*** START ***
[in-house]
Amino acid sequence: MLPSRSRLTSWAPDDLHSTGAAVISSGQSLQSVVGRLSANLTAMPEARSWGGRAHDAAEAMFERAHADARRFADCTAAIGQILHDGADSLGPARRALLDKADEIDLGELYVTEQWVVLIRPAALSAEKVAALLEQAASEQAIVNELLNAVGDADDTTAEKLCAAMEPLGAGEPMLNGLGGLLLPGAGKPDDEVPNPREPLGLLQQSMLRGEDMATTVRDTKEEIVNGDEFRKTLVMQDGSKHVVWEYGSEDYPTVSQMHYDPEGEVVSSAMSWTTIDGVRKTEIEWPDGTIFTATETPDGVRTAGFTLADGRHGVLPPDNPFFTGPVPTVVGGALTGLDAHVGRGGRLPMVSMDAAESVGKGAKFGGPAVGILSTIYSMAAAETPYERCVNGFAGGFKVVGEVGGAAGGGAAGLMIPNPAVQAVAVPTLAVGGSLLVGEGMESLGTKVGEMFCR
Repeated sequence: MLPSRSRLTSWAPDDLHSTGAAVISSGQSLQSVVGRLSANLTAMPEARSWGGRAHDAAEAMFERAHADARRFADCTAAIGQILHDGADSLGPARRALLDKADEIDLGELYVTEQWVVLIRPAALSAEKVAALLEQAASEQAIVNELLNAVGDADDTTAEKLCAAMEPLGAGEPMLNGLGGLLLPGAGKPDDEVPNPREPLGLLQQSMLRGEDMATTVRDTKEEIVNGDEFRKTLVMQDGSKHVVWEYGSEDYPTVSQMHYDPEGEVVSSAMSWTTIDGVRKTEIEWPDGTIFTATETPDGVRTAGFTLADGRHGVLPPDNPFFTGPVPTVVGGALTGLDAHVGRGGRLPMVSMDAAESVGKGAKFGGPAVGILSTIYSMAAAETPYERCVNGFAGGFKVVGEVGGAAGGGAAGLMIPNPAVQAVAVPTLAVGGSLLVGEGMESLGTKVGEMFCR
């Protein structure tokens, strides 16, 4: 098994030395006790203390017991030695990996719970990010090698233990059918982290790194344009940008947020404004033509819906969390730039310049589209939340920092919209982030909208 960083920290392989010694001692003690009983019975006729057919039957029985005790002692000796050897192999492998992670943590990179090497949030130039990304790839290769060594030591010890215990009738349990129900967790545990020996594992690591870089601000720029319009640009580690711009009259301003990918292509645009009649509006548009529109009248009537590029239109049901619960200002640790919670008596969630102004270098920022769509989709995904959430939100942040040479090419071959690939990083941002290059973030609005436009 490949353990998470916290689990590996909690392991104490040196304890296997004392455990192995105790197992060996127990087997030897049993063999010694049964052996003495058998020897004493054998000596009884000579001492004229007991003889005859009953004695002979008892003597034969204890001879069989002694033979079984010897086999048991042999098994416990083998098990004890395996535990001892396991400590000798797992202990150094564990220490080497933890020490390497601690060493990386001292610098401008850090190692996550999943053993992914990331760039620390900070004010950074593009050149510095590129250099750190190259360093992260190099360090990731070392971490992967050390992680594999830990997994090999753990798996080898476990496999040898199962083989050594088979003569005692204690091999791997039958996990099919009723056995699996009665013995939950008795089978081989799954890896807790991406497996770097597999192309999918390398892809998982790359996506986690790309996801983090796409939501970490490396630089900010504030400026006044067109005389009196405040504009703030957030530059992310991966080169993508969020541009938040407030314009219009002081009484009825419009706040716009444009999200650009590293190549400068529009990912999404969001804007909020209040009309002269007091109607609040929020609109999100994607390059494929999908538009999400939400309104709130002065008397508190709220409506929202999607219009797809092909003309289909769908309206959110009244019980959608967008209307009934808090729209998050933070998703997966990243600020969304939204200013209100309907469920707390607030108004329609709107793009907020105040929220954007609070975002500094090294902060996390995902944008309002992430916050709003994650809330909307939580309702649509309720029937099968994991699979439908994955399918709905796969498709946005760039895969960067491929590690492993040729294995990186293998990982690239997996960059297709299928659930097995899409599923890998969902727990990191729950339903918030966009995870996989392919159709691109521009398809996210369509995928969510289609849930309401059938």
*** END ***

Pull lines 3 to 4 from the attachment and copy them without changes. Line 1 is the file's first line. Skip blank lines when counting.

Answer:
Repeated sequence: MLPSRSRLTSWAPDDLHSTGAAVISSGQSLQSVVGRLSANLTAMPEARSWGGRAHDAAEAMFERAHADARRFADCTAAIGQILHDGADSLGPARRALLDKADEIDLGELYVTEQWVVLIRPAALSAEKVAALLEQAASEQAIVNELLNAVGDADDTTAEKLCAAMEPLGAGEPMLNGLGGLLLPGAGKPDDEVPNPREPLGLLQQSMLRGEDMATTVRDTKEEIVNGDEFRKTLVMQDGSKHVVWEYGSEDYPTVSQMHYDPEGEVVSSAMSWTTIDGVRKTEIEWPDGTIFTATETPDGVRTAGFTLADGRHGVLPPDNPFFTGPVPTVVGGALTGLDAHVGRGGRLPMVSMDAAESVGKGAKFGGPAVGILSTIYSMAAAETPYERCVNGFAGGFKVVGEVGGAAGGGAAGLMIPNPAVQAVAVPTLAVGGSLLVGEGMESLGTKVGEMFCR
């Protein structure tokens, strides 16, 4: 098994030395006790203390017991030695990996719970990010090698233990059918982290790194344009940008947020404004033509819906969390730039310049589209939340920092919209982030909208 960083920290392989010694001692003690009983019975006729057919039957029985005790002692000796050897192999492998992670943590990179090497949030130039990304790839290769060594030591010890215990009738349990129900967790545990020996594992690591870089601000720029319009640009580690711009009259301003990918292509645009009649509006548009529109009248009537590029239109049901619960200002640790919670008596969630102004270098920022769509989709995904959430939100942040040479090419071959690939990083941002290059973030609005436009 490949353990998470916290689990590996909690392991104490040196304890296997004392455990192995105790197992060996127990087997030897049993063999010694049964052996003495058998020897004493054998000596009884000579001492004229007991003889005859009953004695002979008892003597034969204890001879069989002694033979079984010897086999048991042999098994416990083998098990004890395996535990001892396991400590000798797992202990150094564990220490080497933890020490390497601690060493990386001292610098401008850090190692996550999943053993992914990331760039620390900070004010950074593009050149510095590129250099750190190259360093992260190099360090990731070392971490992967050390992680594999830990997994090999753990798996080898476990496999040898199962083989050594088979003569005692204690091999791997039958996990099919009723056995699996009665013995939950008795089978081989799954890896807790991406497996770097597999192309999918390398892809998982790359996506986690790309996801983090796409939501970490490396630089900010504030400026006044067109005389009196405040504009703030957030530059992310991966080169993508969020541009938040407030314009219009002081009484009825419009706040716009444009999200650009590293190549400068529009990912999404969001804007909020209040009309002269007091109607609040929020609109999100994607390059494929999908538009999400939400309104709130002065008397508190709220409506929202999607219009797809092909003309289909769908309206959110009244019980959608967008209307009934808090729209998050933070998703997966990243600020969304939204200013209100309907469920707390607030108004329609709107793009907020105040929220954007609070975002500094090294902060996390995902944008309002992430916050709003994650809330909307939580309702649509309720029937099968994991699979439908994955399918709905796969498709946005760039895969960067491929590690492993040729294995990186293998990982690239997996960059297709299928659930097995899409599923890998969902727990990191729950339903918030966009995870996989392919159709691109521009398809996210369509995928969510289609849930309401059938």